What’s in a Name? Defining the Smart Home
As smart home technology enters the mainstream, both sales associates and consumers have asked themselves what truly constitutes a home that is smart. Coldwell Banker and CNET have joined forces to put the debate to rest and truly define the modern Smart Home.
What is a smart home? Ten years ago, the concept of a smart home conjured up images of the Jetsons. Even five years ago the smart home was only for the luxury homeowner. But today, with hundreds of connected home products on the shelves and new innovations hitting the market daily, it begs the question – what is a smart home, really?
That’s why Coldwell Banker and CNET, the world’s largest and most trusted online source of consumer technology news and reviews, collaborated to create the first-ever smart home definition to help real estate sales associates, as well as home buyers and sellers, accurately pinpoint and describe a smart home.
So is your home smart enough to be at the top of its class? Check out the full smart home definition below and see for yourself!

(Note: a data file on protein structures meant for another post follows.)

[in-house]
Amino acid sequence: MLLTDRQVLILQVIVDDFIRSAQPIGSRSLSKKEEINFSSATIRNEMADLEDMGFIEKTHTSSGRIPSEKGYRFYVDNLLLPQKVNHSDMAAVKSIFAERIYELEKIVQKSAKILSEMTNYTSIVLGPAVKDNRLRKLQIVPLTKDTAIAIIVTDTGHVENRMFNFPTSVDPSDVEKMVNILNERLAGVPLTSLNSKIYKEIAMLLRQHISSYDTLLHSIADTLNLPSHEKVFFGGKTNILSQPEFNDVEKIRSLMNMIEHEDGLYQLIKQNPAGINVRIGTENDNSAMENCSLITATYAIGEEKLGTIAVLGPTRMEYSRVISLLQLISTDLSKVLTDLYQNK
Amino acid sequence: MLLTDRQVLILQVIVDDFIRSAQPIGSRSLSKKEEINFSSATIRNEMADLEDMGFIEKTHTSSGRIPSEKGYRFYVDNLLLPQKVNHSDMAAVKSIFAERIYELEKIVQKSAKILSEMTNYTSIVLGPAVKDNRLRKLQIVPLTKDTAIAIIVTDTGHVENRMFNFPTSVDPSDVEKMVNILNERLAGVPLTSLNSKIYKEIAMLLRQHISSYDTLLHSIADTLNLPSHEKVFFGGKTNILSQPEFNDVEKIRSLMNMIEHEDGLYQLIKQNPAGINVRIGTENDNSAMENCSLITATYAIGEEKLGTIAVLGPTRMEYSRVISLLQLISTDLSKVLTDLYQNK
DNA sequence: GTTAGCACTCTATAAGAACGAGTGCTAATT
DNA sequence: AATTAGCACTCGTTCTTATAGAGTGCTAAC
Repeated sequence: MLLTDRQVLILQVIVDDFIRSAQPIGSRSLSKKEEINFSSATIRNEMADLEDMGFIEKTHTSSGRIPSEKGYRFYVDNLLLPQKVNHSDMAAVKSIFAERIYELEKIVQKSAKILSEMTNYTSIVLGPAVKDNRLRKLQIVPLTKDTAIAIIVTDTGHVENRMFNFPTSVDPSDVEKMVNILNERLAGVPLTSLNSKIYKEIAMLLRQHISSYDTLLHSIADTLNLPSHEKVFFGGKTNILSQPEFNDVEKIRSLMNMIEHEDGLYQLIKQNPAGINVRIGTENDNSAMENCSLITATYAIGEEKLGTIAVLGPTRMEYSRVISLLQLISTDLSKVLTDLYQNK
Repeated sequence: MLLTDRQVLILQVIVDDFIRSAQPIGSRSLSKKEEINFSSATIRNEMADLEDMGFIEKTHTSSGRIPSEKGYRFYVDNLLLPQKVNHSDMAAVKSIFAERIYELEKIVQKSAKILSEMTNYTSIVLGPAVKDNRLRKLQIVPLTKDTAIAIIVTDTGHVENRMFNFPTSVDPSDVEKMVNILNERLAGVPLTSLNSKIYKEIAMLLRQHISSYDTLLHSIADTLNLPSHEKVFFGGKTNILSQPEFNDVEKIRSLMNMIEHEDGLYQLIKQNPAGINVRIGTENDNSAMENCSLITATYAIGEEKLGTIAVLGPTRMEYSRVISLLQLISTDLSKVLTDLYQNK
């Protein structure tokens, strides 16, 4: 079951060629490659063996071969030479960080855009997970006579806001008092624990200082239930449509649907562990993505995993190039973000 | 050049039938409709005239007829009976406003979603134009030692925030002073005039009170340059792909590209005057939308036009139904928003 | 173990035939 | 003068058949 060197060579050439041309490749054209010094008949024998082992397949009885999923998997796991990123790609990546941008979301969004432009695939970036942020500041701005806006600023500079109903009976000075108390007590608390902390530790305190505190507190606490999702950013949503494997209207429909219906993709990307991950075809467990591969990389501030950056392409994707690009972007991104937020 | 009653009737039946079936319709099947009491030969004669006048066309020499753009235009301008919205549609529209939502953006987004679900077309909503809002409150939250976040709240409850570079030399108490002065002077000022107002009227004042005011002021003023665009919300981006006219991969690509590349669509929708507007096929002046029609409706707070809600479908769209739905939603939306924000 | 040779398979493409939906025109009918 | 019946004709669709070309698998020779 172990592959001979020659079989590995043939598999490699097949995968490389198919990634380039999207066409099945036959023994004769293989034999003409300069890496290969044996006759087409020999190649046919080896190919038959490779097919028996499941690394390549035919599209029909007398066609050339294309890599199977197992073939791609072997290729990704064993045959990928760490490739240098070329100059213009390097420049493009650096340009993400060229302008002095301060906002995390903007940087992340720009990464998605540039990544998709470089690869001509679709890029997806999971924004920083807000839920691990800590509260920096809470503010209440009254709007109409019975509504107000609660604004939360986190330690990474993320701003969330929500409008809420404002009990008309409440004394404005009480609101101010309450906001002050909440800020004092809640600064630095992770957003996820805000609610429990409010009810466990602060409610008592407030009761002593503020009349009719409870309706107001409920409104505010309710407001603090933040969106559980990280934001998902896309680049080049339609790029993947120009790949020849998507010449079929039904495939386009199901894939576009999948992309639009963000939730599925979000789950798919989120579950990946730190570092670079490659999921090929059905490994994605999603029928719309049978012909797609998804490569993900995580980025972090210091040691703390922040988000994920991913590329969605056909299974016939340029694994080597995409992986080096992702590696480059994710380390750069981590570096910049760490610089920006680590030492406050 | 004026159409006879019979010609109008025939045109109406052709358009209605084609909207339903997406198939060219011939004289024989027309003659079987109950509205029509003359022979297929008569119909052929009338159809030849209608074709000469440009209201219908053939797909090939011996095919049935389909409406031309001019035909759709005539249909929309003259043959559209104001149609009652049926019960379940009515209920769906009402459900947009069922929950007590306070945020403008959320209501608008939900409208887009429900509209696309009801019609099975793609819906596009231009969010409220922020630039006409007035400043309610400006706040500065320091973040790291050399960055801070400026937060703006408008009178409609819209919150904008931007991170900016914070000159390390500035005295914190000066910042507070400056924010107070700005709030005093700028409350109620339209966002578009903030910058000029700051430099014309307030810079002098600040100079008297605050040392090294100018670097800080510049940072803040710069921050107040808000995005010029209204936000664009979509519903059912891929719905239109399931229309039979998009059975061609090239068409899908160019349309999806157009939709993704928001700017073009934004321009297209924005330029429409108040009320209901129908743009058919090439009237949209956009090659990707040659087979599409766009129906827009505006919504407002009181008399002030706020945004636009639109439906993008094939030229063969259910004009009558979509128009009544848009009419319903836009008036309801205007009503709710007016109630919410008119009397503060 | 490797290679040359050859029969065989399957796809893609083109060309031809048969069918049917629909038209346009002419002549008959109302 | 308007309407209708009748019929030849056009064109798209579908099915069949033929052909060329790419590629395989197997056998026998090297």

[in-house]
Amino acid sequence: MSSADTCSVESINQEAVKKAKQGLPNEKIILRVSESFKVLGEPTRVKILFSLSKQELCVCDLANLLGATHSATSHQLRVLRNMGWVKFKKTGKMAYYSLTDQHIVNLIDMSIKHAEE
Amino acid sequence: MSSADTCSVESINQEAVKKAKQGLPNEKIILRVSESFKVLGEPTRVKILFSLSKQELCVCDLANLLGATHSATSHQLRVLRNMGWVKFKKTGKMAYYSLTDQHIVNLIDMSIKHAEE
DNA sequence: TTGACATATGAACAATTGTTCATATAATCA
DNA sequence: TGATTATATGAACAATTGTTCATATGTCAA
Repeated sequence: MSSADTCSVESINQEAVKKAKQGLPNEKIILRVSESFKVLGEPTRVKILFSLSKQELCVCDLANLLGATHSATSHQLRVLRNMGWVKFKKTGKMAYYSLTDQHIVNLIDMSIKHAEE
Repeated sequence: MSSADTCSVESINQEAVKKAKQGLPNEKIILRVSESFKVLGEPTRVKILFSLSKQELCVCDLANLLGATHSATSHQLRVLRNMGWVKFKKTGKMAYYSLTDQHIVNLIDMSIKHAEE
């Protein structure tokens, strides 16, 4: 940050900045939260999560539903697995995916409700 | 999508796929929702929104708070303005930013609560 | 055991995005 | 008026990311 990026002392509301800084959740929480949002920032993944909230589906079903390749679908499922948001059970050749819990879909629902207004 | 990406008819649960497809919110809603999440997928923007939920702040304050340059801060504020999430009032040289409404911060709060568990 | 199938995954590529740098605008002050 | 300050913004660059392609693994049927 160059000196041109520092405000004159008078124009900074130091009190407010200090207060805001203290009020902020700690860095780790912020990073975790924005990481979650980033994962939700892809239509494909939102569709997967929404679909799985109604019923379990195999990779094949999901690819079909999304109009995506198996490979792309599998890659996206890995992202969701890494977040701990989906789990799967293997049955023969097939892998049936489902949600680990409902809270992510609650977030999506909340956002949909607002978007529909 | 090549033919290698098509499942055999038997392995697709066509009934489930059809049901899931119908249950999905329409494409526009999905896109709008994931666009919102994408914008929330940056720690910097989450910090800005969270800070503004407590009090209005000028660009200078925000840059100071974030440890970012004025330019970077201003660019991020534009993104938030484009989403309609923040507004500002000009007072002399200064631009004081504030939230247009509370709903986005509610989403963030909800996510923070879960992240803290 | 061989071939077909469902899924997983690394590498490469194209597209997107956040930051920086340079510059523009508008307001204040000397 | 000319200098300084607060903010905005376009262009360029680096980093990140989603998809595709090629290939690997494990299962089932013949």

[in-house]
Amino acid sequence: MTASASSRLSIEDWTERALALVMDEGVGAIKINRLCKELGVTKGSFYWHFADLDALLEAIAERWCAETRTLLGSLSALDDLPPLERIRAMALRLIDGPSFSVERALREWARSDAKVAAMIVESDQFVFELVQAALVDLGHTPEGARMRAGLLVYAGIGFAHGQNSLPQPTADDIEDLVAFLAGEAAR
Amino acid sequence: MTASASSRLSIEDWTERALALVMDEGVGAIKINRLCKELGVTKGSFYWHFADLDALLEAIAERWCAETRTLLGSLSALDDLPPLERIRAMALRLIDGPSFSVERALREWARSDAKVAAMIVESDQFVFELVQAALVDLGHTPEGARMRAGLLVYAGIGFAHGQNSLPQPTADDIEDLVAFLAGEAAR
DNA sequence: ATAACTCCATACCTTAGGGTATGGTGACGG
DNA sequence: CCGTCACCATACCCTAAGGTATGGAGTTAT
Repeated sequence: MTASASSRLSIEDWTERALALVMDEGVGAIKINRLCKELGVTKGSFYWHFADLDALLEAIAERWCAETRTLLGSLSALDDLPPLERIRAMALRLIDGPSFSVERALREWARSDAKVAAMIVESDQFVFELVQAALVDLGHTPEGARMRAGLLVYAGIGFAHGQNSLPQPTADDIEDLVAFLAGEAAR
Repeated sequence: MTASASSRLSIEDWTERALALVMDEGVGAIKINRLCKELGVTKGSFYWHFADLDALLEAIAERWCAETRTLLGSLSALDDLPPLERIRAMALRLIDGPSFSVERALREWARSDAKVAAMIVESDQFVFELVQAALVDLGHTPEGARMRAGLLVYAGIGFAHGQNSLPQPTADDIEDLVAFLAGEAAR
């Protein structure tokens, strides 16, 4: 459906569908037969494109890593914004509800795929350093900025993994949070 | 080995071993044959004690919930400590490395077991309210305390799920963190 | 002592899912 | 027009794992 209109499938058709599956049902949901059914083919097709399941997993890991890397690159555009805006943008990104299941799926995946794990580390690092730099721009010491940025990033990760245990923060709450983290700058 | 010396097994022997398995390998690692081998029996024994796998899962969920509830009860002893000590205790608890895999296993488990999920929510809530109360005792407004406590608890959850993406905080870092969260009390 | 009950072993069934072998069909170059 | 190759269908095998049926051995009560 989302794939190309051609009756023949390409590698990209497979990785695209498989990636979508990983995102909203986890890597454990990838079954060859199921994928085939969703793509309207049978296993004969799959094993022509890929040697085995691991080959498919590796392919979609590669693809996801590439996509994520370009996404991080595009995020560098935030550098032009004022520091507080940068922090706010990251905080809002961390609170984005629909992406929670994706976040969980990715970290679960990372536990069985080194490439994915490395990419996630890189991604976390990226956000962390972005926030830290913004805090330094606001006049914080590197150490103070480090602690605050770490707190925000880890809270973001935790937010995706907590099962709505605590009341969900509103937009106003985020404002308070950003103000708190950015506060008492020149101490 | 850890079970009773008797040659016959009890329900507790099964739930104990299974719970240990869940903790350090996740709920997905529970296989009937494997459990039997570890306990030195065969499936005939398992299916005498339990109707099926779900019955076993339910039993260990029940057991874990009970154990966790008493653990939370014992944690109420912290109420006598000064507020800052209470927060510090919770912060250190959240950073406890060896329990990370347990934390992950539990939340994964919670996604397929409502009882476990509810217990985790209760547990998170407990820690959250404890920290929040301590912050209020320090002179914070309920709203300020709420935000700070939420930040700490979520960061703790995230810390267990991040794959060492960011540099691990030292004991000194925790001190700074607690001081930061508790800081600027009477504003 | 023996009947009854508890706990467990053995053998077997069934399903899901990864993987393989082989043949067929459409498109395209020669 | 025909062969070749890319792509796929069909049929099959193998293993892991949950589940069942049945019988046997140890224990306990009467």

“Smart home: A home that is equipped with network-connected products (aka “smart products,” connected via Wi-Fi, Bluetooth or similar protocols) for controlling, automating and optimizing functions such as temperature, lighting, security, safety or entertainment, either remotely by a phone, tablet, computer or a separate system within the home itself.”
In order to be categorized as a smart home, the property must have a smart security feature that either controls access or monitors the property or a smart temperature feature, as well as two others from a varied list, in addition to a reliable Internet connection. The definition is outlined below:
Category Examples Internet Connection Cable, satellite or DSL
Must Have At Least Three
*One of the categories must be security or temperature
Category Examples Appliances Smart refrigerators, smart washer / dryers Entertainment Smart TVs, TV streaming service Heating / Cooling Smart HVAC system, smart fans or vents Lighting Smart light bulbs, lighting systems Outdoors Smart Plant sensors, smart watering systems Safety Smart fire / carbon monoxide detectors, nightlights Security* Smart locks, networked security cameras Temperature* Smart thermostats
We already know that over the past couple of years, demand has increased significantly for smart homes in the real estate market. This standardized definition gives us an opportunity to pinpoint exactly what constitutes a smart home for buyers and sellers, so that they can make informed decisions.
Coldwell Banker is following up with an education course for its agents, and an icon on www.coldwellbanker.com for property listings that meet the definition.
You can also browse smart homes currently on the market here.